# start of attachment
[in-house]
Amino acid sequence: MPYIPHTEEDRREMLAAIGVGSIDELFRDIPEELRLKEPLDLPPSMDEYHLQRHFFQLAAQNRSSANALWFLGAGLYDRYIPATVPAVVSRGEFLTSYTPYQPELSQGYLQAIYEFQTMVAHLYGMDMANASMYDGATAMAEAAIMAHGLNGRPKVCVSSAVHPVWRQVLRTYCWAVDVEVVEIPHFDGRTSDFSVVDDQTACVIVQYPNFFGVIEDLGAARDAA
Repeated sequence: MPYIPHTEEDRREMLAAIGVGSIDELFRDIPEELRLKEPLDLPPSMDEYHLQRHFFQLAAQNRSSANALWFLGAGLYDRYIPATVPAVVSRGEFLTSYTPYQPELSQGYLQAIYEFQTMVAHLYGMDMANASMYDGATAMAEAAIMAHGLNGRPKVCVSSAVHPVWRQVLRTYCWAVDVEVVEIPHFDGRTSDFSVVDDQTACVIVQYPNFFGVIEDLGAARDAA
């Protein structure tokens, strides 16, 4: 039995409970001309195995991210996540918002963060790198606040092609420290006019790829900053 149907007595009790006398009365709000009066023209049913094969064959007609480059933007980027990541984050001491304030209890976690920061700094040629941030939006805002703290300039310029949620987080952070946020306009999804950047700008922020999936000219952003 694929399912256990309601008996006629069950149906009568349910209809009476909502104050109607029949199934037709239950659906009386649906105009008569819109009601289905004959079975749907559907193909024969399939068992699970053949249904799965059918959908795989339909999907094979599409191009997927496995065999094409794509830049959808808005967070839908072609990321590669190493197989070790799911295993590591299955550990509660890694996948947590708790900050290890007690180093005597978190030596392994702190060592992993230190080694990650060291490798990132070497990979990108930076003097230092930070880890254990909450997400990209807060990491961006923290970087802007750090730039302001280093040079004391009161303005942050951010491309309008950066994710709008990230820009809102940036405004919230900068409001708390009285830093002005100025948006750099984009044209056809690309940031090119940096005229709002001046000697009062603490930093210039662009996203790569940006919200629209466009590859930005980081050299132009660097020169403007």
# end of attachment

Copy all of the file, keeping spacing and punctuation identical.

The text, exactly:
[in-house]
Amino acid sequence: MPYIPHTEEDRREMLAAIGVGSIDELFRDIPEELRLKEPLDLPPSMDEYHLQRHFFQLAAQNRSSANALWFLGAGLYDRYIPATVPAVVSRGEFLTSYTPYQPELSQGYLQAIYEFQTMVAHLYGMDMANASMYDGATAMAEAAIMAHGLNGRPKVCVSSAVHPVWRQVLRTYCWAVDVEVVEIPHFDGRTSDFSVVDDQTACVIVQYPNFFGVIEDLGAARDAA
Repeated sequence: MPYIPHTEEDRREMLAAIGVGSIDELFRDIPEELRLKEPLDLPPSMDEYHLQRHFFQLAAQNRSSANALWFLGAGLYDRYIPATVPAVVSRGEFLTSYTPYQPELSQGYLQAIYEFQTMVAHLYGMDMANASMYDGATAMAEAAIMAHGLNGRPKVCVSSAVHPVWRQVLRTYCWAVDVEVVEIPHFDGRTSDFSVVDDQTACVIVQYPNFFGVIEDLGAARDAA
């Protein structure tokens, strides 16, 4: 039995409970001309195995991210996540918002963060790198606040092609420290006019790829900053 149907007595009790006398009365709000009066023209049913094969064959007609480059933007980027990541984050001491304030209890976690920061700094040629941030939006805002703290300039310029949620987080952070946020306009999804950047700008922020999936000219952003 694929399912256990309601008996006629069950149906009568349910209809009476909502104050109607029949199934037709239950659906009386649906105009008569819109009601289905004959079975749907559907193909024969399939068992699970053949249904799965059918959908795989339909999907094979599409191009997927496995065999094409794509830049959808808005967070839908072609990321590669190493197989070790799911295993590591299955550990509660890694996948947590708790900050290890007690180093005597978190030596392994702190060592992993230190080694990650060291490798990132070497990979990108930076003097230092930070880890254990909450997400990209807060990491961006923290970087802007750090730039302001280093040079004391009161303005942050951010491309309008950066994710709008990230820009809102940036405004919230900068409001708390009285830093002005100025948006750099984009044209056809690309940031090119940096005229709002001046000697009062603490930093210039662009996203790569940006919200629209466009590859930005980081050299132009660097020169403007």